I should have known. Cross country skiing with a Freak of Nature always ends up with you stranded on the side of a mountain. Real skiers with AT gear whizzed down the slope enroute to the lodge. There I was, on skinny skis, unable to effectively snowplow. I had to get down somehow, and the Walk of Shame just seemed too humiliating.
Bless those friends who help you push your limits. Where would I be if one rainy Sunday Brian hadn't said, "Let's just run twelve miles and see where we're at?" That twelve miler blossomed into two marathons. I remember all those times Robin wanted to "get to the alpine", our short hikes turning into all-day jaunts of incredible beauty. Then there was Laura at the old mill site, watching me painfully try to balance on a bike as an adult, and Rob at the pool, putting up a workout that I felt compelled to attempt. Even my more recent virtual friends who have done things like hike the John Muir trail and run incredible distances through the Alaskan wilderness. (well, I probably won't be doing that.)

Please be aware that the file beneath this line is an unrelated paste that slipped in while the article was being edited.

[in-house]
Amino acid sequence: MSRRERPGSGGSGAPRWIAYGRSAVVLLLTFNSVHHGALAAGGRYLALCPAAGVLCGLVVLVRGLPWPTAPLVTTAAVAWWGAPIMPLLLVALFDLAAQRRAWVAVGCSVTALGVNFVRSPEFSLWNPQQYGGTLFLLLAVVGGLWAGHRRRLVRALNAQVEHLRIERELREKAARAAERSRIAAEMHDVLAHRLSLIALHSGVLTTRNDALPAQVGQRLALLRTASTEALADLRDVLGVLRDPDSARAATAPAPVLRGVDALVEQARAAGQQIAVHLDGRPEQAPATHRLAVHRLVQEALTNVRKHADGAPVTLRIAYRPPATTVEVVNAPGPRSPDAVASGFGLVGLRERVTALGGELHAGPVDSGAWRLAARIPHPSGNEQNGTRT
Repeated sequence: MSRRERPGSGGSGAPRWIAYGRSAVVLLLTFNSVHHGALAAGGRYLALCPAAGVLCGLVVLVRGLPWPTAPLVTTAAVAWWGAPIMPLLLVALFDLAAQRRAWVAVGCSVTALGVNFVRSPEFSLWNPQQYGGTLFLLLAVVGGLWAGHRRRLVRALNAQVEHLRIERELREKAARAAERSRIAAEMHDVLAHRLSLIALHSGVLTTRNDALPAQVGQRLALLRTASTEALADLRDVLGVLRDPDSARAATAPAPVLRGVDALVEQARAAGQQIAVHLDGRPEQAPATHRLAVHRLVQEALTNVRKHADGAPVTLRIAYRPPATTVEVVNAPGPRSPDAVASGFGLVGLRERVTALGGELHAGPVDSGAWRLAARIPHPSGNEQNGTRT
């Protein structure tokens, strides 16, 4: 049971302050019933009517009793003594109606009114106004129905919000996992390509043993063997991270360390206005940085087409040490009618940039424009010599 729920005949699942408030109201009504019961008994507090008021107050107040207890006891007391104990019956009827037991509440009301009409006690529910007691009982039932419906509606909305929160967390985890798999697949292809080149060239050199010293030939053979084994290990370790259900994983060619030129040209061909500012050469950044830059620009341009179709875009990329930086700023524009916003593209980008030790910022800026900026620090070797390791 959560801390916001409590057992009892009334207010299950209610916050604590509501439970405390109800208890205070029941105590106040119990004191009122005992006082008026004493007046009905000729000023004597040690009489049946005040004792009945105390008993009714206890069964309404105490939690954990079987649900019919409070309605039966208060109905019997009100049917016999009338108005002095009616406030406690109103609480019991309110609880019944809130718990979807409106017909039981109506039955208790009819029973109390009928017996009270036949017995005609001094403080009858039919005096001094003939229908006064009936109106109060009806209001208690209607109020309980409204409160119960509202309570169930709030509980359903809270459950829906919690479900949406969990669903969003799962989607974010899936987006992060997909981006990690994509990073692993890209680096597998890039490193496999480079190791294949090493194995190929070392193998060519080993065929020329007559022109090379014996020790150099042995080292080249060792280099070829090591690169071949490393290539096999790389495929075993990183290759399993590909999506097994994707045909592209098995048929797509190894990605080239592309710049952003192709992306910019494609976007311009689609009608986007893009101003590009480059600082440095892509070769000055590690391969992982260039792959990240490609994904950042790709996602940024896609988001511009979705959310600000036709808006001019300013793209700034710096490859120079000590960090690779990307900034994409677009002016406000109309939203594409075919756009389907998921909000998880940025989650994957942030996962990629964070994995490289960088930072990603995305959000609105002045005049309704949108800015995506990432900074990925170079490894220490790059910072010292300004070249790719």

I'm not saying I wouldn't have done any of those things on my own, but sometimes it takes someone who believes in you when you might not. Someone who knows you can get back in your kayak or face up to a bear stalking along the shore. That spark of recognition lighting somewhere deep inside.
The Freak could easily have skied down the slope hours before, but she coached me along. "Here's a good runout!"she pointed out. "You can do it." She is fearless and I am way too full of fear. Like drunks our tracks staggered through the trees, zigzagging their way to safety and flatter ground. If I had been on my own, I probably would have walked it. The snow was slippery and laid flat to the ground like a pancake. It was easily the steepest thing I've ever skied. I am not sure I could have been as patient as she was, but with a flourish of triumph we gained the parking lot. I had turned a corner. A small corner, but still.
Like I said, greatness lies within us. It is an ember just waiting for a wind.